Back Platform Pose: Sit on the floor with your legs in front of you. Place your hands six to 12 inches behind your butt, with your fingertips facing your feet. Lift your butt off the floor. Squeezing your butt, thighs, and calves, engage your abs. Drop your head back so you are in a straight line from the top of your head to the tips of your toes. Hold the position and begin a rapid breath of fire. Continue for one minute. To finish, hold your breath and posture for 15 seconds. Gently lower your body to the floor.

Source: Thinkstock

Source: Thinkstock

2. Flow

This Care2 workout requires you to seamlessly transition from each pose, which is also referred to as “vinyasa” or flow. Make sure you focus on your breath through each movement.

Mountain Posture to Upward Salute: Start in a standing position with your feet hip-width apart. Bring your hands into prayer position in front of your chest. Gently inhale and exhale. Raise your hands — still in prayer position — over your head. Think about pressing your biceps against your ears, then tilt your head back slightly and gaze toward the sky. You want to keep your back straight. Hold for 10 deep breaths.

Upward Salute to Forward Bend: Release your hands from prayer position, rotating your palms to face forward, then bring your arms parallel to the floor and swan dive forward, until you are in a full standing forward bend. Either place your hands on the floor or grab hold of each elbow, and hang here for 30 seconds.

Forward Bend to Plank Pose: Place your palms on the floor and bend your knees. Jump your feet back so you’re in a push-up position on your toes with a straight back and your hands are directly under your shoulders. Use your core strength to keep a straight back, and try to hold this for 10 deep breaths.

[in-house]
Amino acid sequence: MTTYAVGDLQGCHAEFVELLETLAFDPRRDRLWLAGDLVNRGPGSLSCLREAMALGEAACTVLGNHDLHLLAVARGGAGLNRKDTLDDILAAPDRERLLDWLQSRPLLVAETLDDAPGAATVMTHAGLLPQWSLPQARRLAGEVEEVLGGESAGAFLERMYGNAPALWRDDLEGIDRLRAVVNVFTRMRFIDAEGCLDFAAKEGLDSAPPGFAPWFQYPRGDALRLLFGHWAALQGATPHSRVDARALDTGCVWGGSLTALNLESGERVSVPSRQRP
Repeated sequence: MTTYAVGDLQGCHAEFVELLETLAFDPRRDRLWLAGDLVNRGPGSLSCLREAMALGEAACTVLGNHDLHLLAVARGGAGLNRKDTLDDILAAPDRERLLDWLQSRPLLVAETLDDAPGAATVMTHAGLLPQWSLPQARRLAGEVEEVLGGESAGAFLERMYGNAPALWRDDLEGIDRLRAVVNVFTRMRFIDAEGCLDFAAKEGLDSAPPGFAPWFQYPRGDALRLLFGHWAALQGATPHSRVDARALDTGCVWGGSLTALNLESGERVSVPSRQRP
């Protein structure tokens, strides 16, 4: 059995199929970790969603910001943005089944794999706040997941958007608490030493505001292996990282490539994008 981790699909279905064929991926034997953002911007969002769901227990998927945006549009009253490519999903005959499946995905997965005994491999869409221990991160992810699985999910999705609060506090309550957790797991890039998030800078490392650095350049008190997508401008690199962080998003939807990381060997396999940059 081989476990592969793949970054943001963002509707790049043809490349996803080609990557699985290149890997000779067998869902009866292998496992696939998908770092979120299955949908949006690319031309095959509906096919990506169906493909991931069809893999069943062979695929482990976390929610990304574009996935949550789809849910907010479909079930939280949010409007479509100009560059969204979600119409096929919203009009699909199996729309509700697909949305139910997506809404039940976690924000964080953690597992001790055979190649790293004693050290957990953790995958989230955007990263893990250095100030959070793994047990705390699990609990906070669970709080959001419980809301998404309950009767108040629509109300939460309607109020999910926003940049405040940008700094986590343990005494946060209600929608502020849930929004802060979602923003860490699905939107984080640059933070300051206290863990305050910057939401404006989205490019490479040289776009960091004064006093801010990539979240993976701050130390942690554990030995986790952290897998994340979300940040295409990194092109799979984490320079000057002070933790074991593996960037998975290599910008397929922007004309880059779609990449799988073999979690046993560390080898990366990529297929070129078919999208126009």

Plank Pose to Downward Dog: To transition into down dog from plank, push with your arms, bringing your bottom into the air and walking your feet forward until you’re in downward dog. Remember to keep your upper back straight by pulling your shoulder blades together. Stay here and breathe for 30 seconds to a full minute.

Downward Dog to Upward Dog: Release your bottom down toward the floor, coming back into that push-up position you were in earlier. Then, turn your toes under, so the tops of your feet are on the floor. As you are changing foot positions, also bring your chest up between your hands, arching your spine and tilting your head back toward the sky. Hold for 10 deep breaths.

Upward Dog to Child’s Posture: From upward dog, push back on your hands, bringing your butt onto your feet, and rest your belly and chest on your thighs. Let your forehead rest on the floor, and either rest your arms by your sides or extend them out in front of you. Relax here for 30 seconds.

Child’s Posture to Camel Pose: From child’s pose, gently raise your torso so you’re sitting up on your heels. Take a couple of breaths here, then lift your bottom from your heels, so your thighs are perpendicular to the floor. Place your hands on your lower back, and lean backward, arching your back, letting your head come backward. If you want a deeper stretch, release one hand from your back and grab onto your heel, then release the other hand and grab the other heel. Engage your back muscles as you stretch the front of your body, and breathe in this position for 10 breaths.